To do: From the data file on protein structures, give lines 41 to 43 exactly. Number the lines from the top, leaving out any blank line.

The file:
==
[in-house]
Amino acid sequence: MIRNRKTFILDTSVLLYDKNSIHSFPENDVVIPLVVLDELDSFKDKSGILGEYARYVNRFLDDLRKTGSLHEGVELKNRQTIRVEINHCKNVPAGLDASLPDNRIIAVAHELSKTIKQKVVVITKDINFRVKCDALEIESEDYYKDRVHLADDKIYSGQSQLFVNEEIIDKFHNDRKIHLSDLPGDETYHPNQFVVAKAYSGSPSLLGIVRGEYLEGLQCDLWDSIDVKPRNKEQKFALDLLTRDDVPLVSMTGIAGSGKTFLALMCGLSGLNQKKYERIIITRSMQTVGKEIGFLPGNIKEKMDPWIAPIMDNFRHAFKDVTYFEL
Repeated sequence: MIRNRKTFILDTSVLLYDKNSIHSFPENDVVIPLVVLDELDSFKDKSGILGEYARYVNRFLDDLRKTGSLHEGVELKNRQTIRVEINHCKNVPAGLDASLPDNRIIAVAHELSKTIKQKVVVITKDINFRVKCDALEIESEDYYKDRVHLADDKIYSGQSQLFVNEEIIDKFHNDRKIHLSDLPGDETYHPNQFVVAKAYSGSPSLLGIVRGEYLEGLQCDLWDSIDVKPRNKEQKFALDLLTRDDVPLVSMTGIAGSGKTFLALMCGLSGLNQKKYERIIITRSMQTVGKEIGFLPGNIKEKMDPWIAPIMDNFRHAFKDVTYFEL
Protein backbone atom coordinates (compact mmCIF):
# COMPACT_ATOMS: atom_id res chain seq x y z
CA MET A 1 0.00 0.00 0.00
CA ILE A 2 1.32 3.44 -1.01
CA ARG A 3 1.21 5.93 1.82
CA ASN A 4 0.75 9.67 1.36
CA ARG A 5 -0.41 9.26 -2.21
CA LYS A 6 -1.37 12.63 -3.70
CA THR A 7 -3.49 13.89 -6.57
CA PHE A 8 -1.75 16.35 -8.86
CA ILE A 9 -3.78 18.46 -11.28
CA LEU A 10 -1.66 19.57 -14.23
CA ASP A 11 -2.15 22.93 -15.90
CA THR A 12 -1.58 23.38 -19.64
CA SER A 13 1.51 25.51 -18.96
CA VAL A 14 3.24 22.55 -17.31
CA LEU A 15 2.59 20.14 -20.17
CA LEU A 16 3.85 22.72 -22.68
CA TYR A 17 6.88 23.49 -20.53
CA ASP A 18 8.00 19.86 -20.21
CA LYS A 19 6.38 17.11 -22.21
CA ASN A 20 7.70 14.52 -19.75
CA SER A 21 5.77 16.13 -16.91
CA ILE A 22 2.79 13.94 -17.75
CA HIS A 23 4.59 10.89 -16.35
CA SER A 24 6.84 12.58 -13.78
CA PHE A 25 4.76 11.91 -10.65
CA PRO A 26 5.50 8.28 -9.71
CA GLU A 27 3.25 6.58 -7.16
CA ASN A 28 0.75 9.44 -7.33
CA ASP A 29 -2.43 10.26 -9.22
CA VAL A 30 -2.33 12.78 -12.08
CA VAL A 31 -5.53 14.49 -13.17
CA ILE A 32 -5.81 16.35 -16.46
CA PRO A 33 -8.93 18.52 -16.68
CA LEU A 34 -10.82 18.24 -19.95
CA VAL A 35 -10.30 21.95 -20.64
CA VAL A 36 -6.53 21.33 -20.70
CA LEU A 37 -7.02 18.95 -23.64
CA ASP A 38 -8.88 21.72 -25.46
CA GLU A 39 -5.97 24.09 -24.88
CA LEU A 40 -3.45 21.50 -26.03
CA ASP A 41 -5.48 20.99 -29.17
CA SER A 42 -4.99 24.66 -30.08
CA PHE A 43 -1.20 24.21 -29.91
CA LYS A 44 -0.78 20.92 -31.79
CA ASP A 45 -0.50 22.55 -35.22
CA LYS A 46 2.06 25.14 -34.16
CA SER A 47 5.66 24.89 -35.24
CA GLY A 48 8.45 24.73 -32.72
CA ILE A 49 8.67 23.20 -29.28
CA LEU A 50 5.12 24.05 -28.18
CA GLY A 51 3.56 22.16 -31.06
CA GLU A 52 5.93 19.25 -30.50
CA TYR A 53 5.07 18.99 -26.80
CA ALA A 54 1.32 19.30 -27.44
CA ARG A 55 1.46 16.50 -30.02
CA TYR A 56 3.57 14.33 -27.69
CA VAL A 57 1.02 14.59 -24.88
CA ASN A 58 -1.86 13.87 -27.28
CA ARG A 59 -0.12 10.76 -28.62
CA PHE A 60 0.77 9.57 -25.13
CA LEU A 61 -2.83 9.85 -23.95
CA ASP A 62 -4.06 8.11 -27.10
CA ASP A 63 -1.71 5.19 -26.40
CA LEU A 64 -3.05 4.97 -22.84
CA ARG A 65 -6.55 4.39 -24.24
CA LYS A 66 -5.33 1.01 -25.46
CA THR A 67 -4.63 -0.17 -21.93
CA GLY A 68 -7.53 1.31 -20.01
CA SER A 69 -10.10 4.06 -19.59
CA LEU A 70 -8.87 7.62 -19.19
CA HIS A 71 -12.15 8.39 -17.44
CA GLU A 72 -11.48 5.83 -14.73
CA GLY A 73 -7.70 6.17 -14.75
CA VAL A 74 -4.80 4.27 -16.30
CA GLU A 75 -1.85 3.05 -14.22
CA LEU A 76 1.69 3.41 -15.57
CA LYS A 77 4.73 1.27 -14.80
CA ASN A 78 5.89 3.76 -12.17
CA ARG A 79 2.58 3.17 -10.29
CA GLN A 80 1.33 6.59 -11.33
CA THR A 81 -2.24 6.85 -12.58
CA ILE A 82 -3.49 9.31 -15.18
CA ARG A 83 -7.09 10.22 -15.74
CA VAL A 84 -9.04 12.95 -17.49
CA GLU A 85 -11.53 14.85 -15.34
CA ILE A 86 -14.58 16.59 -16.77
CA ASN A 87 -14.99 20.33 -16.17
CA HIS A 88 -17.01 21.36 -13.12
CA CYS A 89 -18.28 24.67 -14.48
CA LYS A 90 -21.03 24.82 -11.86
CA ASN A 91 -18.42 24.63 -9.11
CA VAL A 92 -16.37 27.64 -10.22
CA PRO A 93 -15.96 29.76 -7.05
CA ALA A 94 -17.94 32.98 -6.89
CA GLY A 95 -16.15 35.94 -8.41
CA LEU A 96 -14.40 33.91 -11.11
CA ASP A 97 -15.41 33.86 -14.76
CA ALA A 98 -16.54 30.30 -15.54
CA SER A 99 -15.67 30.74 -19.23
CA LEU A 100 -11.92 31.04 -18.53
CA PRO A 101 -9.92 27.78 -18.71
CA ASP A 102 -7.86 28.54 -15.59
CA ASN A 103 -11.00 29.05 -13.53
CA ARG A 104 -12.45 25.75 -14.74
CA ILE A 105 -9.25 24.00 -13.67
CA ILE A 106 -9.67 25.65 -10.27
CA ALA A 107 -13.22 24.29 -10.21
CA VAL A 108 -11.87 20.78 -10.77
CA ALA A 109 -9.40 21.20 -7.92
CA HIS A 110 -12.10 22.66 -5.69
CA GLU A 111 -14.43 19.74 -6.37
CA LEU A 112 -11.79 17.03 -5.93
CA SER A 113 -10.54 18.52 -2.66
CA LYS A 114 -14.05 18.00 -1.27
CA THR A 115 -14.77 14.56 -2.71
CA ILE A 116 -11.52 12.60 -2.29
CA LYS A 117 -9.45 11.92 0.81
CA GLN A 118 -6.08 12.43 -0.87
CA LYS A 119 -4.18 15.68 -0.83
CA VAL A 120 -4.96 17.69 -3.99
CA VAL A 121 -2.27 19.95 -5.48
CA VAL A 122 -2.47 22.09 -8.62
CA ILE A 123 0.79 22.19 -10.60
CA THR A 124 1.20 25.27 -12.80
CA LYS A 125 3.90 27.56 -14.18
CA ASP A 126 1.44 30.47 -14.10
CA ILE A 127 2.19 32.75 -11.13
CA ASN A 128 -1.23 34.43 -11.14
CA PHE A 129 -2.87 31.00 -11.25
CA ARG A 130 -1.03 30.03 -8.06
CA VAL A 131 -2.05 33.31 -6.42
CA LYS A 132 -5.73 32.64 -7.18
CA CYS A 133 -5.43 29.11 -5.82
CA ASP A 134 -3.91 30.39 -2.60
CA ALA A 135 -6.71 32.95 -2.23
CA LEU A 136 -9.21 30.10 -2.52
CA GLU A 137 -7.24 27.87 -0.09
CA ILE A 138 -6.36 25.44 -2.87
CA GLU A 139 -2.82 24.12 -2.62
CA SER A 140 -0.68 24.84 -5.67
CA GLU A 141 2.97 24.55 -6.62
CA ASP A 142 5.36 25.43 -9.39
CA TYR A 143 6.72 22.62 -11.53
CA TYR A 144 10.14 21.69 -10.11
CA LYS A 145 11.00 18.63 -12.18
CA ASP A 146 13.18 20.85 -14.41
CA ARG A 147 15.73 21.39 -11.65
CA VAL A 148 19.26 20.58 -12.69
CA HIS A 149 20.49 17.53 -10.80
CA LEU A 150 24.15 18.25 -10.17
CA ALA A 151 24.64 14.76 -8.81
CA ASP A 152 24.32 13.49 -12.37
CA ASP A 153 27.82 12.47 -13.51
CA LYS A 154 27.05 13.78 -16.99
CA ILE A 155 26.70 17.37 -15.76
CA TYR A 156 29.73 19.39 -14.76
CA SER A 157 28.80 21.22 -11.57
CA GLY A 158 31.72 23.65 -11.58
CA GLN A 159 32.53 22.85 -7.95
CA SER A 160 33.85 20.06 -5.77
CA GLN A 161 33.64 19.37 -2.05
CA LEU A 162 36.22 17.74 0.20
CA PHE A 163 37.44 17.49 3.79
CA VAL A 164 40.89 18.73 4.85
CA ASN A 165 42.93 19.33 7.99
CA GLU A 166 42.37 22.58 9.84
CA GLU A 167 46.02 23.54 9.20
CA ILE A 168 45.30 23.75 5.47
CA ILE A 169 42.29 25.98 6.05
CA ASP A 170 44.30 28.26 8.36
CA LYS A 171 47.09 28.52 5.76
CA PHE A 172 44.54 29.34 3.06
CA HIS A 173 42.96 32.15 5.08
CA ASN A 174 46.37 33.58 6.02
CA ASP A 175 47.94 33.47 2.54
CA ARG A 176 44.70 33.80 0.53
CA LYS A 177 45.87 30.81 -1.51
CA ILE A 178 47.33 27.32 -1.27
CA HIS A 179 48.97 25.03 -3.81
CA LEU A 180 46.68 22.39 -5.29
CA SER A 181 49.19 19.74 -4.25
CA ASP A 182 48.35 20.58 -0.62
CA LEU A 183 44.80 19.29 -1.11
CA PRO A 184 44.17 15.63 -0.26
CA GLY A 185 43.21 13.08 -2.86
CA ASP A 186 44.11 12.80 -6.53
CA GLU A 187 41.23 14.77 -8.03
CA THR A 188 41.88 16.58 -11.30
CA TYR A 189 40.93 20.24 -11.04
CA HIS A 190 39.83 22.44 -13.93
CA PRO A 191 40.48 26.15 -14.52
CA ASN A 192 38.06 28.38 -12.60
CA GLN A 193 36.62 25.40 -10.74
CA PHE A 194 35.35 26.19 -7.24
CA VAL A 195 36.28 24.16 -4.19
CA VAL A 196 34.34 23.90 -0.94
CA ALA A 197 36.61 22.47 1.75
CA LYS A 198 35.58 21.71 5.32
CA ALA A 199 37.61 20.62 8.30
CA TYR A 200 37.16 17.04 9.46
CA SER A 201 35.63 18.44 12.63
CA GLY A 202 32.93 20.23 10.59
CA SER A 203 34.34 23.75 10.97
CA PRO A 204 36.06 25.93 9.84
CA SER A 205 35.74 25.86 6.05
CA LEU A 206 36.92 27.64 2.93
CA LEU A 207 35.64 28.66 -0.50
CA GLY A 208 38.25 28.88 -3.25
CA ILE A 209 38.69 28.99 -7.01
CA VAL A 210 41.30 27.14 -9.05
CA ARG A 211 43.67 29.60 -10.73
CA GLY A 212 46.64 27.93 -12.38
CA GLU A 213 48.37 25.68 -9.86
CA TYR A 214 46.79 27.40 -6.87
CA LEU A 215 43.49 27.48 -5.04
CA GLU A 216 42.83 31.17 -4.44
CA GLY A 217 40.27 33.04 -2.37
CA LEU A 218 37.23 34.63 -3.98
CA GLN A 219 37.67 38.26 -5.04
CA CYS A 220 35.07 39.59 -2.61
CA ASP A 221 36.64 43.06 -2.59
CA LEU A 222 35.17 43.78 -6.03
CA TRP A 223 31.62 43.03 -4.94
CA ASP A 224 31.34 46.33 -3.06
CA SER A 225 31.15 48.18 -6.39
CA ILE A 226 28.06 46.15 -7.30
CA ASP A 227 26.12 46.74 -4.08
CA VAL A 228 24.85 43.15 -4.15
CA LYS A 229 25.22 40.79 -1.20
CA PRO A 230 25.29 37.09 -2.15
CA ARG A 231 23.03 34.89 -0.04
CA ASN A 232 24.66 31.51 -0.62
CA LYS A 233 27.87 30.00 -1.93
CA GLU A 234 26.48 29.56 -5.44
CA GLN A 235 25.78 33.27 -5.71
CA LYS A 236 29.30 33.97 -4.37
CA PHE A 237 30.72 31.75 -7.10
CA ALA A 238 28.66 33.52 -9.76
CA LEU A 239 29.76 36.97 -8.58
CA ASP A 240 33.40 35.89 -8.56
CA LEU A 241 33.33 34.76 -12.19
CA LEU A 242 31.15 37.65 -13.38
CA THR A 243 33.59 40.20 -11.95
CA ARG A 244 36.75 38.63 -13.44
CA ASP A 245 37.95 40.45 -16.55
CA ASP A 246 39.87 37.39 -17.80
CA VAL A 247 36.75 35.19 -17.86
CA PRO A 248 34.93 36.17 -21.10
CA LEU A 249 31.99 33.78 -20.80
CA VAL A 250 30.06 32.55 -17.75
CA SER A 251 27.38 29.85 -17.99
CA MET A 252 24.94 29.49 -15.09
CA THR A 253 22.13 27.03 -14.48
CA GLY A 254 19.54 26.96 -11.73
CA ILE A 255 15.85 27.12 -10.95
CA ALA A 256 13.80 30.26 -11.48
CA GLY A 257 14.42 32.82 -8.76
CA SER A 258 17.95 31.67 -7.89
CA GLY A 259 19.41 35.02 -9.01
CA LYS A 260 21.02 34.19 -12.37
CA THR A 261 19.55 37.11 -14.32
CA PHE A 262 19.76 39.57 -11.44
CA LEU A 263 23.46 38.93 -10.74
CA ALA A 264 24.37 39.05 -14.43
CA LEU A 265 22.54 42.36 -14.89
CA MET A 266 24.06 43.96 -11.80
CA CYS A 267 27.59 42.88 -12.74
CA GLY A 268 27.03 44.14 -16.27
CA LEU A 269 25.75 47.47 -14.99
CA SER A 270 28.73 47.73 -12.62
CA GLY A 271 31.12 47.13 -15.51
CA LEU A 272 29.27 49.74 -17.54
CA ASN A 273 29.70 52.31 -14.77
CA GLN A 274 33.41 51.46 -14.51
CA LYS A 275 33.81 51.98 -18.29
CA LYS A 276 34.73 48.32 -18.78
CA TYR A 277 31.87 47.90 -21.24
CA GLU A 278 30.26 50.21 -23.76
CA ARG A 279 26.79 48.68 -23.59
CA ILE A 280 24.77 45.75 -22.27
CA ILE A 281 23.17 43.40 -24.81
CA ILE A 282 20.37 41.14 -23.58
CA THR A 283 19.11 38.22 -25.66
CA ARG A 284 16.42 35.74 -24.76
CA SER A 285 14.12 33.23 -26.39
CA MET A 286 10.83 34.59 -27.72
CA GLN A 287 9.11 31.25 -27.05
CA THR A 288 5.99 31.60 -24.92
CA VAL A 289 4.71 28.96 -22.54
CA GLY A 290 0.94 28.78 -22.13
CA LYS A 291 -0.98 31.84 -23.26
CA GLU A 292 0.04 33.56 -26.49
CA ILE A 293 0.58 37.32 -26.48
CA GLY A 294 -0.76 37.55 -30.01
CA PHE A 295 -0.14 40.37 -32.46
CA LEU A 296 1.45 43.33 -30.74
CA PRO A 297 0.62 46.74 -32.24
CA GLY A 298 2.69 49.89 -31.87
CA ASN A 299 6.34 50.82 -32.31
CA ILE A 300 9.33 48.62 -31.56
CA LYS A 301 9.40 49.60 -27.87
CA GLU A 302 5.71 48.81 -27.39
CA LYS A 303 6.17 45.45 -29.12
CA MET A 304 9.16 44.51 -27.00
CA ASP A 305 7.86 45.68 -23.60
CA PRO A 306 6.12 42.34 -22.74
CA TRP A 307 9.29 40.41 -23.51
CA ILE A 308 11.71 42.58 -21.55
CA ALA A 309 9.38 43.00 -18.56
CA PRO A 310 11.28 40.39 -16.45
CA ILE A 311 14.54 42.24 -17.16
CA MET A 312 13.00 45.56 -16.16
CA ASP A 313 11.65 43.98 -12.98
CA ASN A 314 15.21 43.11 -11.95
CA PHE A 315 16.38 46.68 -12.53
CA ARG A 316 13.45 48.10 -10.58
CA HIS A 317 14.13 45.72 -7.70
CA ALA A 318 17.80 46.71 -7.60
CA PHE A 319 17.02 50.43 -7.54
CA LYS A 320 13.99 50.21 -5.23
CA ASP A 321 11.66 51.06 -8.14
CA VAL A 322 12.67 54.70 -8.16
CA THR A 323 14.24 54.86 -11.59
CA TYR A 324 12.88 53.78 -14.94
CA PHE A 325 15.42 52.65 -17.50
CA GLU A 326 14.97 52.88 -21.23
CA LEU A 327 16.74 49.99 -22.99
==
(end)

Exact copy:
CA VAL A 36 -6.53 21.33 -20.70
CA LEU A 37 -7.02 18.95 -23.64
CA ASP A 38 -8.88 21.72 -25.46